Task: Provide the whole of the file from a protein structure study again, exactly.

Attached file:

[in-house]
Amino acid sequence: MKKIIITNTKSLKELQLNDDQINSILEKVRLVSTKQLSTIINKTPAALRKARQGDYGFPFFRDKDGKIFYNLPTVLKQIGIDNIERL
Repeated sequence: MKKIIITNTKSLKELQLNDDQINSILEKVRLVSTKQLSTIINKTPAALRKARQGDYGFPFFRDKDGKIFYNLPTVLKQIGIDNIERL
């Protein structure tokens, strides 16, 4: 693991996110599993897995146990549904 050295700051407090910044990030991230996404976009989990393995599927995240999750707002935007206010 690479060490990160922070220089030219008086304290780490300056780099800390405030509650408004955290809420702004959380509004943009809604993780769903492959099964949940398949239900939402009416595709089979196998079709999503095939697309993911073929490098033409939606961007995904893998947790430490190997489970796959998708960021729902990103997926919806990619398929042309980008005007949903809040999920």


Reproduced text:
[in-house]
Amino acid sequence: MKKIIITNTKSLKELQLNDDQINSILEKVRLVSTKQLSTIINKTPAALRKARQGDYGFPFFRDKDGKIFYNLPTVLKQIGIDNIERL
Repeated sequence: MKKIIITNTKSLKELQLNDDQINSILEKVRLVSTKQLSTIINKTPAALRKARQGDYGFPFFRDKDGKIFYNLPTVLKQIGIDNIERL
């Protein structure tokens, strides 16, 4: 693991996110599993897995146990549904 050295700051407090910044990030991230996404976009989990393995599927995240999750707002935007206010 690479060490990160922070220089030219008086304290780490300056780099800390405030509650408004955290809420702004959380509004943009809604993780769903492959099964949940398949239900939402009416595709089979196998079709999503095939697309993911073929490098033409939606961007995904893998947790430490190997489970796959998708960021729902990103997926919806990619398929042309980008005007949903809040999920």